I’m yet to watch “21 Jump Street” again since it came out and actually review it, but I’ll say that when I did see it I thought it was actually a surprise in terms of how good it was, I really enjoyed it. The fact that no one truly expected “21” to be worthwhile is made fun of in “22 Jump Street” in quite an amusing way… Along with the fact that “22” is a sequel to a teen movie, and that the headquarters has conveniently moved across the street to accommodate the numerical adjustment to the title. The point is, the movie enjoys mocking itself to no end, and it is actually pretty hilarious for movie fans and fans of comedy alike. “22 Jump Street” will make you laugh more than you might expect, but it isn’t quite as good as the previous entry beyond that.
Westerns haven’t died out as much as I thought they had, now I think about it. I mean, they did but they are still popping up around the place. I remember in “Argo” in a scene when they are trying to come up with a fake movie idea to cover up their plans to enter Iraq, they decided not to feature a horse because that would automatically make the film a western, and “nobody makes westerns anymore”. That was just after John Wayne had died, one of the kings of the genre back in its hay day. Now though, films like “3:10 to Yuma”, the “True Grit” remake from the Coen brothers, the overtly lengthily named “The Assassination of Jesse James by the Coward Robert Ford” and even “Rango” which is by all means a fine Western. These are all fine Westerns, but the beauty of “Django Unchained” is the way it truly brings us back to what a Western was and still can be. It’s not just about dusty brown backgrounds, small towns with saloons and a Sheriff with a star badge, though that is a big part of it. The nostalgia “Django” will bring to lovers of classic Westerns will be just one of the things that make the film truly great and in this day and age, unique.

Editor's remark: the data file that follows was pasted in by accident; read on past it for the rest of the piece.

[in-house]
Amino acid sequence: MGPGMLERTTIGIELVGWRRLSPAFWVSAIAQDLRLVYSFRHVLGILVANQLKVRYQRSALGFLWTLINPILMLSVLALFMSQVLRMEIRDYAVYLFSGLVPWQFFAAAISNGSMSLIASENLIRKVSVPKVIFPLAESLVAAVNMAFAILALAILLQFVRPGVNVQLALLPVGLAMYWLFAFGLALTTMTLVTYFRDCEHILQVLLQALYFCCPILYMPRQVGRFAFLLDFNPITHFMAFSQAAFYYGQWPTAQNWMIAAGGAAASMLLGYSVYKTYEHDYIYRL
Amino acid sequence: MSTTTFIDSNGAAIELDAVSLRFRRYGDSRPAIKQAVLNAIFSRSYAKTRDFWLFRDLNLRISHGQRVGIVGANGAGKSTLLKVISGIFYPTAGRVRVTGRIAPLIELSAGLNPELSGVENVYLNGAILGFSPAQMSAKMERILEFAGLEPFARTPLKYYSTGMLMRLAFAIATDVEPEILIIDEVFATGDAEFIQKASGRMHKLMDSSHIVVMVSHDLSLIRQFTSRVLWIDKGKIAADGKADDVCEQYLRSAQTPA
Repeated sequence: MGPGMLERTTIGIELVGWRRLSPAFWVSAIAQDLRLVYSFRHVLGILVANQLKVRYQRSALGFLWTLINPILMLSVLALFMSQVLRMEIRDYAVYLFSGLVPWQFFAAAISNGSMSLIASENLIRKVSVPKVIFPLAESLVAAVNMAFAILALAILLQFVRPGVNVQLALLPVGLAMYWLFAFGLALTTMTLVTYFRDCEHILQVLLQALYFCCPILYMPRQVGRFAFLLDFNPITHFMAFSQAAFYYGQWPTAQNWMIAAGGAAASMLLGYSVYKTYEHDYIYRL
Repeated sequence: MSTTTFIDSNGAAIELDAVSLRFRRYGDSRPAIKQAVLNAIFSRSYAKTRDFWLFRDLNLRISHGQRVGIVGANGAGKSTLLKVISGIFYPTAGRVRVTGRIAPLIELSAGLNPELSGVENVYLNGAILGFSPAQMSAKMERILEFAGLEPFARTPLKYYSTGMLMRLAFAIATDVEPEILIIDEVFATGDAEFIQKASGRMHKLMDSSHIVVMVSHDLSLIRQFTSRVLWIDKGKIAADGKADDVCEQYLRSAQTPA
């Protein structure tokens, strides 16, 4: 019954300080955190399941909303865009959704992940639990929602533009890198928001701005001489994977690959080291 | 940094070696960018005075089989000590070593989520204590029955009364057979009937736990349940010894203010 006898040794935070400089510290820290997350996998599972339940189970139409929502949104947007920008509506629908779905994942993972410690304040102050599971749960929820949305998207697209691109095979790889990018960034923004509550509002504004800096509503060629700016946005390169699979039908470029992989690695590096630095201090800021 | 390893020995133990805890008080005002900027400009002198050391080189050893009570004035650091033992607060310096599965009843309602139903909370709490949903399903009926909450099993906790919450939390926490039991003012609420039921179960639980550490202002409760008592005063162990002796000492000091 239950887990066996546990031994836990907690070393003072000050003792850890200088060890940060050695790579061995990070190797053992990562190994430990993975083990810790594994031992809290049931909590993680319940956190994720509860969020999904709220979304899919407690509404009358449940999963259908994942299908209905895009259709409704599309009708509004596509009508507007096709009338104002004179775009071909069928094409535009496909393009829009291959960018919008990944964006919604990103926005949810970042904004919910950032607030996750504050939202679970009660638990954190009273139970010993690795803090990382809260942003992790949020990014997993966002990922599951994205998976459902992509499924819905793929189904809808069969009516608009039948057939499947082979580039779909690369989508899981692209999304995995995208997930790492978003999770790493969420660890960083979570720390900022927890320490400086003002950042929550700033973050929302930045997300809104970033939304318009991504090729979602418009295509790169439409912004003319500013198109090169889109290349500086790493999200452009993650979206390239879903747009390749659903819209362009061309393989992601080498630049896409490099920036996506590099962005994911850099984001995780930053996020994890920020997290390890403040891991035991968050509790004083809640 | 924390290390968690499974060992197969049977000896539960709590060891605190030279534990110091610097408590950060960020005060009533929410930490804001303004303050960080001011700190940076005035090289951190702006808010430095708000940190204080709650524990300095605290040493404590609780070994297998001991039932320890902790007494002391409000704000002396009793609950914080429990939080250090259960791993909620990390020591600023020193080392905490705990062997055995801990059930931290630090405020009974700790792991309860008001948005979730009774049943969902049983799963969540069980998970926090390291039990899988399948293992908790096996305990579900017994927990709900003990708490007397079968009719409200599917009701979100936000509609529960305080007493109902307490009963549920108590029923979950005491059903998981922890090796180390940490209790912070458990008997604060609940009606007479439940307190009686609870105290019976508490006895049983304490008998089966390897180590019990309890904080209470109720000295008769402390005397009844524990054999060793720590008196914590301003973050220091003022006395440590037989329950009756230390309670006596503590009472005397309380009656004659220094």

So I won’t pretend that I loved “The Lego Movie” as much as seemingly everyone else did. I’m sat in the horrible position where the thoughts going through my head are along the lines of “How on earth did this receive any sort of acclaim?”. I’ve been here before, most notably after watching “Gladiator” around a year ago. I’m sure most have dealt with being told a film is amazing and seeing evidence everywhere around them that this is in fact true, but upon getting around to viewing the film, the feeling of just being completely underwhelmed is crushing. It did surprise me though, I was surprised to see the raving reviews, and I was surprised again to see that my initial assumption of how “The Lego Movie” would turn out, was correct. This is the longest advertisement you will ever watch, sure it will self mockingly point out that it is an advertisement, but that just makes it a clever one.